Small datasets for audits: 5 ways to extract value

Is big data more valuable than smaller data?

What do we even mean when we ask this question?

The thing is, there’s no real definition for either.

The term “big data” is now quite dated. It’s been around for nearly a decade but has never been defined.

Some may say that “small data” is the opposite of “big data”.

Others define “small data” as a subset of “big data”.

 

It all can be very confusing. 

So let’s set terminology aside and focus on how we, as auditors, can derive value from smaller datasets.

 

It is easy to see why larger datasets can be used to generate value. If we have a bigger data set to work with, we’re comfortable with the quality of the data, and we have defined our approach well, it can easily generate audit value.

 

Equally, if we have a smaller high-quality dataset to work with, and a solid approach, we can use it to generate audit value.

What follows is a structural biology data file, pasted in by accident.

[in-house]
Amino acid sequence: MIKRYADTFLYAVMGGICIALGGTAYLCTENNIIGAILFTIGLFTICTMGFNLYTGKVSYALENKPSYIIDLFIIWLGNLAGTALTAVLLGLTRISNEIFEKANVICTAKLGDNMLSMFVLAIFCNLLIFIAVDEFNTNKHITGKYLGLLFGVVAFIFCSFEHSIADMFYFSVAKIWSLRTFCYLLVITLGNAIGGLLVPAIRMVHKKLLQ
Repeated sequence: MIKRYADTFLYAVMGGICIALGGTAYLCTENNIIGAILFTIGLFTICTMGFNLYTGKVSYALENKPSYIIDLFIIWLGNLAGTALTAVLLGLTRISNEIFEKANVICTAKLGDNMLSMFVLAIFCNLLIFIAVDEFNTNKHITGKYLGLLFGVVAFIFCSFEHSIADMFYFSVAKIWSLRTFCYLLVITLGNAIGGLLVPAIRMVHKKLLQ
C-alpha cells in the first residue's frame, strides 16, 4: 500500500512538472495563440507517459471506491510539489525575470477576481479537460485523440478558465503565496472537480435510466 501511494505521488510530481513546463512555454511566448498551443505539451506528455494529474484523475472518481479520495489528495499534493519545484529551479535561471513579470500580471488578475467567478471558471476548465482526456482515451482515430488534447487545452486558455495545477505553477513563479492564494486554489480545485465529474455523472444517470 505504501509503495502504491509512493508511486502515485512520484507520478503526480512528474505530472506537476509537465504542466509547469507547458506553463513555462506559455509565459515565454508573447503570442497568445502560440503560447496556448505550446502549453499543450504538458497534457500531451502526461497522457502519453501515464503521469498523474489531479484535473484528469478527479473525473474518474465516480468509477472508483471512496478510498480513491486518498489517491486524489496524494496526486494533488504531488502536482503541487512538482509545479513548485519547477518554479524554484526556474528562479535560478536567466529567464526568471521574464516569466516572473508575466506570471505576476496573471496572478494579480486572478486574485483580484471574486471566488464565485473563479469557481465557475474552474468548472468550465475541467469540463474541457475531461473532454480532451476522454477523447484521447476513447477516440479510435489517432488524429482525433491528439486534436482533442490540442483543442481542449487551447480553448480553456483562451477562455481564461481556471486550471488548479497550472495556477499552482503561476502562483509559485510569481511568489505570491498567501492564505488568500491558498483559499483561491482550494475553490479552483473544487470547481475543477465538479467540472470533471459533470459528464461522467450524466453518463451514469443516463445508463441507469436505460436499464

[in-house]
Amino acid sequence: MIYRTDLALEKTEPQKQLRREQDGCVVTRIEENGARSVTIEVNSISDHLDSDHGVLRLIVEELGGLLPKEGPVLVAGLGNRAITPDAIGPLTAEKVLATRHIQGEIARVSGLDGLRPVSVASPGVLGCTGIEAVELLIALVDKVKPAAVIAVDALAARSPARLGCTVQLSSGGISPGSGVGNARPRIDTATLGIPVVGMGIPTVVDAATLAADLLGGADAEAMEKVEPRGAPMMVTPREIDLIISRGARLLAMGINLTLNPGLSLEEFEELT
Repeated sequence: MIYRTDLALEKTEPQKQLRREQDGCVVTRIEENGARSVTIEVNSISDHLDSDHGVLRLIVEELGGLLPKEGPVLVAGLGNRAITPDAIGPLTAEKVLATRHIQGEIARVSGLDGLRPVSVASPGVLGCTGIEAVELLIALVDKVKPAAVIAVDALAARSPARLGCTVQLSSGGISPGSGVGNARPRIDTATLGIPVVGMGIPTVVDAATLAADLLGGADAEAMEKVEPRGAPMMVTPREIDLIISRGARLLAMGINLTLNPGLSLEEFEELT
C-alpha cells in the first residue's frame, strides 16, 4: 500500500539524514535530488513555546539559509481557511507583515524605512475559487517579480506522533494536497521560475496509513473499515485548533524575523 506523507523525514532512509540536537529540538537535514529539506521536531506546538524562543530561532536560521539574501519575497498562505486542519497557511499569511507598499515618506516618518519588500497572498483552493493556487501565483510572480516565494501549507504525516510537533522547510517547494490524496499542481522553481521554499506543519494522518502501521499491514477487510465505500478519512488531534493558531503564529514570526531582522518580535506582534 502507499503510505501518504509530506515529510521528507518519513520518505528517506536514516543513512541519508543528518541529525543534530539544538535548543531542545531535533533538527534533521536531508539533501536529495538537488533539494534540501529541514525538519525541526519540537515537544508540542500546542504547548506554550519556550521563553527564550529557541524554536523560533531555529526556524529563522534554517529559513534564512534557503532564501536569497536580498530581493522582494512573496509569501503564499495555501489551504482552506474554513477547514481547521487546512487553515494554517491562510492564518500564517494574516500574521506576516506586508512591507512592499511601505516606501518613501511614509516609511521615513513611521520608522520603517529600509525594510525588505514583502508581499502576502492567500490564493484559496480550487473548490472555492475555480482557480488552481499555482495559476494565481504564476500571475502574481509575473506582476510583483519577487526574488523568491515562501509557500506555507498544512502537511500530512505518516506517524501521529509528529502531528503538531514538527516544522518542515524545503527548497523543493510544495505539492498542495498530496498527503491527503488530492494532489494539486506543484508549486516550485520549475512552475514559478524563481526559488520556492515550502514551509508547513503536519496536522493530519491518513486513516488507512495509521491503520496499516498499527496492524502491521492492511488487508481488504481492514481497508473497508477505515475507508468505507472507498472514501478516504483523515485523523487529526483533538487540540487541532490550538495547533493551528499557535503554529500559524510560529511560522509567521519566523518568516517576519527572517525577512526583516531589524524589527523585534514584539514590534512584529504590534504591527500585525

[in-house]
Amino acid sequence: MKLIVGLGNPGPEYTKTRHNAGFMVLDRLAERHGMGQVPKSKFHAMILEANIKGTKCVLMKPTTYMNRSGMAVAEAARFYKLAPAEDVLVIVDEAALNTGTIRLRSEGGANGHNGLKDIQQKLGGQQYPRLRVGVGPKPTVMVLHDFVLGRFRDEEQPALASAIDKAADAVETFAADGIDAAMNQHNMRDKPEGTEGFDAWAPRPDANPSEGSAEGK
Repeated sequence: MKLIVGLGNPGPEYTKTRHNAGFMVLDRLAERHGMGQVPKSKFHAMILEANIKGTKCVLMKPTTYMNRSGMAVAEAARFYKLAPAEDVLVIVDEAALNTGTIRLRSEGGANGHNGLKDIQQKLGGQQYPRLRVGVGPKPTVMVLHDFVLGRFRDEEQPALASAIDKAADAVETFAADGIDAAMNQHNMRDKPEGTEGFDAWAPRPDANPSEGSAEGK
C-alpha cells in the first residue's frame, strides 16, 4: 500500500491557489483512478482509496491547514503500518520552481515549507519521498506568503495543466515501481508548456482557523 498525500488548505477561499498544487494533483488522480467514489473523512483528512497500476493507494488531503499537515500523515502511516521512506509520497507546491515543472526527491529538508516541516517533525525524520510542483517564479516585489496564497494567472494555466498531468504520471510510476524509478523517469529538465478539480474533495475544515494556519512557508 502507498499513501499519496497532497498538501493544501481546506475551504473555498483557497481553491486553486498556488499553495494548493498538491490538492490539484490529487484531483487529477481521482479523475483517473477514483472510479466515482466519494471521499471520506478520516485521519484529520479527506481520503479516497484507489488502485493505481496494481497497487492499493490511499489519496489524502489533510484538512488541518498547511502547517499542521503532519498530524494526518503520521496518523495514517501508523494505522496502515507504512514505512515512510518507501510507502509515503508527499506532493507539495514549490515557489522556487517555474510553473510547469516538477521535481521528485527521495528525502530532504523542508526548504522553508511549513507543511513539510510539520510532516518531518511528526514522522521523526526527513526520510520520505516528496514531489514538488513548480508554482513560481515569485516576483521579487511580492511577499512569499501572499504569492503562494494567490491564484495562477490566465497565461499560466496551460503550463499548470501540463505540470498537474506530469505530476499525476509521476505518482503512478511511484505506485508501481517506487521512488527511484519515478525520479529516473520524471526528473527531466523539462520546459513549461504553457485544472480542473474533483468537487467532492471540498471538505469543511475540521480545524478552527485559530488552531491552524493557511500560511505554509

But how exactly can we generate value for our audits with smaller data sets?

This article outlines five ways to do that.

 

Why this is important for auditors?

With the marketing hype (and FOMO) generated around the term “big data”, the perceived value of smaller datasets has been diluted.

But, as auditors, we often only have smaller data sets to work with.

 

Does that mean that the resulting work will be less valuable?

No.

 

Does it mean that we need to somehow find bigger data to produce valuable results?

Again, no.

 

Smaller datasets can be extremely useful in audits.

Particularly where it is already at high levels of quality and integrity.

 

 

Five ways to extract value

 

1. Extend the timeframe of your data

Do we have data that we can work with over a longer timeframe?